By ELOISE WALTON
IT’S GOING to be a brighter Christmas for British resident Steven Newton and his family after his bank credited his account with 10,000 euros, which had been stolen when his new bank card went missing.
Steven applied for a bank card for his savings account at Crédito Agricola in October. “I asked them to send the card and pin to my company address, but they sent it to my home address. This is when the problems started because the card and pin never arrived,” he told The Resident.
It was only when Steven contacted the bank to ask why it was taking so long for his card to arrive that he realised something was wrong.
“The bank confirmed that the card had been sent to my home address. With the post box down a lane, it’s not a very secure place to have mail delivered to,” he said.
When he tried to withdraw money from the account at the bank, he realised it had been emptied.
“All the money my wife and I saved over the summer from our kayak business, which was supposed to tide us over the winter months, was gone.”
By checking his bank statement, Steven found that an item costing around 1,300 euros was bought from a popular electronics shop. With this information, Steven went straight to the shop and asked a member of staff if they had any information about the purchase.
“I was lucky that the shop assistant who was there was the same person who had sold the item, a flat screen television,” he said. “I went straight to the police with the evidence that I gathered at the shop.” A GNR spokesman told The Resident: “We are aware of the case and are investigating.”
With the prospect of a bleak Christmas, things did not look good for the family. Then, on Friday, December 12, the bank manager telephoned Steven to say that the 10,000 euros had been restored to his account.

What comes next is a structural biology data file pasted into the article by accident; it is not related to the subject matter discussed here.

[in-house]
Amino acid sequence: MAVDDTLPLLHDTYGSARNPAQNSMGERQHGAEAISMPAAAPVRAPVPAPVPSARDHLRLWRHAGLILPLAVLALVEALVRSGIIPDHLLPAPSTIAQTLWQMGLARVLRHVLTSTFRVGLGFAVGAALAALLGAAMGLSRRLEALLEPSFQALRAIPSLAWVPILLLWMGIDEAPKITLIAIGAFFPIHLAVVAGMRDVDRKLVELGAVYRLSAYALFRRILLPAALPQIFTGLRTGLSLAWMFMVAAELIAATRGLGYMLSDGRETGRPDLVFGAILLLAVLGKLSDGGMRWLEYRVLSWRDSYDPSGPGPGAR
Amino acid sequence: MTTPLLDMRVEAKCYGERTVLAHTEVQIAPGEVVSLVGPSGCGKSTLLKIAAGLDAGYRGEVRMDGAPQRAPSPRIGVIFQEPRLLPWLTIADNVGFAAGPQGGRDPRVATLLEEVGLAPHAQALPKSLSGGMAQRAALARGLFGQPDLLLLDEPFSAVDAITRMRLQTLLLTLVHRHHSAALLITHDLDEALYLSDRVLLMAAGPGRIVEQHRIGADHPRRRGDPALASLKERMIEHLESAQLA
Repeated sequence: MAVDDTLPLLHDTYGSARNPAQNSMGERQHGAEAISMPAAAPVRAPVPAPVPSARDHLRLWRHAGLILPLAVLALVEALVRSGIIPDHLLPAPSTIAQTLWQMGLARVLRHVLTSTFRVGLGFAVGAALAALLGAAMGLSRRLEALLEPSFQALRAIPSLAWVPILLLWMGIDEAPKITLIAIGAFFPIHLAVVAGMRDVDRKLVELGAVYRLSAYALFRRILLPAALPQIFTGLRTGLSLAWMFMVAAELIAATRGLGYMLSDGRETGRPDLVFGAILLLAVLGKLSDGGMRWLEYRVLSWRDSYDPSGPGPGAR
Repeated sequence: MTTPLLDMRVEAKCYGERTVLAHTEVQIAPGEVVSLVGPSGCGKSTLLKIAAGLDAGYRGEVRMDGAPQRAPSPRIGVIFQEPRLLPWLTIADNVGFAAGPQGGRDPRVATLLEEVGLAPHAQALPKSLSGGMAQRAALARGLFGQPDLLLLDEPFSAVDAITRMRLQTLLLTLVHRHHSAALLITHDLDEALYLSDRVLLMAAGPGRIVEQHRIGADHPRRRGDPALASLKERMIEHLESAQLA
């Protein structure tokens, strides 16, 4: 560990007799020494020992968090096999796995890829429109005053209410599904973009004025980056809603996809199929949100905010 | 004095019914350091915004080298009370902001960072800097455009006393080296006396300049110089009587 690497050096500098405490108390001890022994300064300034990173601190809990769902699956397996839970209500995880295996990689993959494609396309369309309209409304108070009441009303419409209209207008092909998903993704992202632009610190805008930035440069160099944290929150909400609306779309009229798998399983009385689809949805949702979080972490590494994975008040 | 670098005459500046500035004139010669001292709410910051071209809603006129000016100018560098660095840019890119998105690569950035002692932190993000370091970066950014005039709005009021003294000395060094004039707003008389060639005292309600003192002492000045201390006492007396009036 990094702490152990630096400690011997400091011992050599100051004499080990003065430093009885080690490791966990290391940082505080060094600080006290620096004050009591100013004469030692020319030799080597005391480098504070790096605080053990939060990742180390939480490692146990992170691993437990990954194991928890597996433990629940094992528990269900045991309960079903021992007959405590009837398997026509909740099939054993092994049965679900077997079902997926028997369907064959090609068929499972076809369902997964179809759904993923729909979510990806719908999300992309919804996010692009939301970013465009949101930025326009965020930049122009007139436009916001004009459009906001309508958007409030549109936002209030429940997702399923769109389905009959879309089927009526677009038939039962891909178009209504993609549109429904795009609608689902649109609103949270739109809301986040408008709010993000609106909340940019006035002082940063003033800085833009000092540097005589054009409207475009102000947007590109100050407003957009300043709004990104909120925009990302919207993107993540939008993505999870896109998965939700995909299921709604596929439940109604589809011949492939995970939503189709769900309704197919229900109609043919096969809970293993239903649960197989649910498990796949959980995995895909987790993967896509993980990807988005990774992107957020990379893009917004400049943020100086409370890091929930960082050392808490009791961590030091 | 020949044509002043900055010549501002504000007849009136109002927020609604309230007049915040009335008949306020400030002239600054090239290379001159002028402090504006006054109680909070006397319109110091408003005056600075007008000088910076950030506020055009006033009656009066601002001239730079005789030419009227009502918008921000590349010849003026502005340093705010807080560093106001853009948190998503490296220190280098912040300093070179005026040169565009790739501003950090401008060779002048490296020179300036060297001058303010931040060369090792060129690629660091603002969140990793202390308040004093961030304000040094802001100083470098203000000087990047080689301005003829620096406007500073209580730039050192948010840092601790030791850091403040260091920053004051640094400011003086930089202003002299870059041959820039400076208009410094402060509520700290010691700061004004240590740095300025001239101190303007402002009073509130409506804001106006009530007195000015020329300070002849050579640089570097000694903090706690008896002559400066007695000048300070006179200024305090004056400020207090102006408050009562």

“The manager said that this was unusual and the banks normally wait for the police investigation to be concluded before returning any money,” said a delighted Steven.
“I’m going to go out and buy my children’s Christmas presents.”
A spokesman from the Crédito Agricola told The Resident: “Each case is treated individually, but there have been cases in the past where cards and pin codes are stolen before they are received by the client.
“In these cases, when we have evidence that clients have no responsibility, their accounts are credited by the bank with the full amount stolen.”
The spokesman said that every bank has an emergency telephone line, with English speaking operators, for clients to call in case of stolen cards or other problems.
For more information about what to do in the event of card theft, please contact your local bank branch.
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